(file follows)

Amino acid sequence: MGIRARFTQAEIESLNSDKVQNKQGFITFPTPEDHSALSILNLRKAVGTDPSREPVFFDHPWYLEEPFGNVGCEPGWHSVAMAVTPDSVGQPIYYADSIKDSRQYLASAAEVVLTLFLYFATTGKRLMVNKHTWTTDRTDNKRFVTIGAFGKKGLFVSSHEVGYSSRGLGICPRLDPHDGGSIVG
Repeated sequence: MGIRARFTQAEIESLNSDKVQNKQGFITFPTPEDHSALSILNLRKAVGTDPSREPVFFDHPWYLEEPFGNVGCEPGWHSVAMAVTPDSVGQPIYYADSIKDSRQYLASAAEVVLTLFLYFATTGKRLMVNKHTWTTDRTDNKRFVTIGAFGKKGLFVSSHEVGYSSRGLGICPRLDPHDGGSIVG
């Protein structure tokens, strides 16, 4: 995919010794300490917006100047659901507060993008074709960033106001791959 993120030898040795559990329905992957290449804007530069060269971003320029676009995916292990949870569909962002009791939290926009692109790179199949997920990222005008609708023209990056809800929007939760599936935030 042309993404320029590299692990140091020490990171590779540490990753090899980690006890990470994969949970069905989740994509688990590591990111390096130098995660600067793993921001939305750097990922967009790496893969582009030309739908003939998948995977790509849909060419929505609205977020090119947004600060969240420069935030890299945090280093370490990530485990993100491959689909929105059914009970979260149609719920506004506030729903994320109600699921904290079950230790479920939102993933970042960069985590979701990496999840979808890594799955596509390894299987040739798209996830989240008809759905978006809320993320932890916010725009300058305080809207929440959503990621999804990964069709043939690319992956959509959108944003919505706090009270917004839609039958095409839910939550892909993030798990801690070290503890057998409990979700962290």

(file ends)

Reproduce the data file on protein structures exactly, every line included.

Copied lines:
Amino acid sequence: MGIRARFTQAEIESLNSDKVQNKQGFITFPTPEDHSALSILNLRKAVGTDPSREPVFFDHPWYLEEPFGNVGCEPGWHSVAMAVTPDSVGQPIYYADSIKDSRQYLASAAEVVLTLFLYFATTGKRLMVNKHTWTTDRTDNKRFVTIGAFGKKGLFVSSHEVGYSSRGLGICPRLDPHDGGSIVG
Repeated sequence: MGIRARFTQAEIESLNSDKVQNKQGFITFPTPEDHSALSILNLRKAVGTDPSREPVFFDHPWYLEEPFGNVGCEPGWHSVAMAVTPDSVGQPIYYADSIKDSRQYLASAAEVVLTLFLYFATTGKRLMVNKHTWTTDRTDNKRFVTIGAFGKKGLFVSSHEVGYSSRGLGICPRLDPHDGGSIVG
């Protein structure tokens, strides 16, 4: 995919010794300490917006100047659901507060993008074709960033106001791959 993120030898040795559990329905992957290449804007530069060269971003320029676009995916292990949870569909962002009791939290926009692109790179199949997920990222005008609708023209990056809800929007939760599936935030 042309993404320029590299692990140091020490990171590779540490990753090899980690006890990470994969949970069905989740994509688990590591990111390096130098995660600067793993921001939305750097990922967009790496893969582009030309739908003939998948995977790509849909060419929505609205977020090119947004600060969240420069935030890299945090280093370490990530485990993100491959689909929105059914009970979260149609719920506004506030729903994320109600699921904290079950230790479920939102993933970042960069985590979701990496999840979808890594799955596509390894299987040739798209996830989240008809759905978006809320993320932890916010725009300058305080809207929440959503990621999804990964069709043939690319992956959509959108944003919505706090009270917004839609039958095409839910939550892909993030798990801690070290503890057998409990979700962290």